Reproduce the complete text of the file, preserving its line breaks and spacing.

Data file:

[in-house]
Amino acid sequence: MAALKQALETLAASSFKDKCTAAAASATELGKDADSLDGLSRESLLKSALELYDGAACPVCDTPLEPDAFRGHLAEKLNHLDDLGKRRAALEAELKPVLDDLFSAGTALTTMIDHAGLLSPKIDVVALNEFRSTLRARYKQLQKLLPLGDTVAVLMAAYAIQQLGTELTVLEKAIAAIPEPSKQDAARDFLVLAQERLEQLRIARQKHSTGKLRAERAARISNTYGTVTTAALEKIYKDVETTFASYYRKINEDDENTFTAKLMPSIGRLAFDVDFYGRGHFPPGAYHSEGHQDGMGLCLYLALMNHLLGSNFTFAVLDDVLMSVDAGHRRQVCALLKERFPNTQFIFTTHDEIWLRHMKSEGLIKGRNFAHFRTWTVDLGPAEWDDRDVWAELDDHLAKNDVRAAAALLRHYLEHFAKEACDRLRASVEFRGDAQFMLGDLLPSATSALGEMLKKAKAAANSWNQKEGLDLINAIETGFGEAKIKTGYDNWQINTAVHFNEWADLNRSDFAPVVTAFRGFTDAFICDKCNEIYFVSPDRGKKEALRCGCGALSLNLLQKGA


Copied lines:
[in-house]
Amino acid sequence: MAALKQALETLAASSFKDKCTAAAASATELGKDADSLDGLSRESLLKSALELYDGAACPVCDTPLEPDAFRGHLAEKLNHLDDLGKRRAALEAELKPVLDDLFSAGTALTTMIDHAGLLSPKIDVVALNEFRSTLRARYKQLQKLLPLGDTVAVLMAAYAIQQLGTELTVLEKAIAAIPEPSKQDAARDFLVLAQERLEQLRIARQKHSTGKLRAERAARISNTYGTVTTAALEKIYKDVETTFASYYRKINEDDENTFTAKLMPSIGRLAFDVDFYGRGHFPPGAYHSEGHQDGMGLCLYLALMNHLLGSNFTFAVLDDVLMSVDAGHRRQVCALLKERFPNTQFIFTTHDEIWLRHMKSEGLIKGRNFAHFRTWTVDLGPAEWDDRDVWAELDDHLAKNDVRAAAALLRHYLEHFAKEACDRLRASVEFRGDAQFMLGDLLPSATSALGEMLKKAKAAANSWNQKEGLDLINAIETGFGEAKIKTGYDNWQINTAVHFNEWADLNRSDFAPVVTAFRGFTDAFICDKCNEIYFVSPDRGKKEALRCGCGALSLNLLQKGA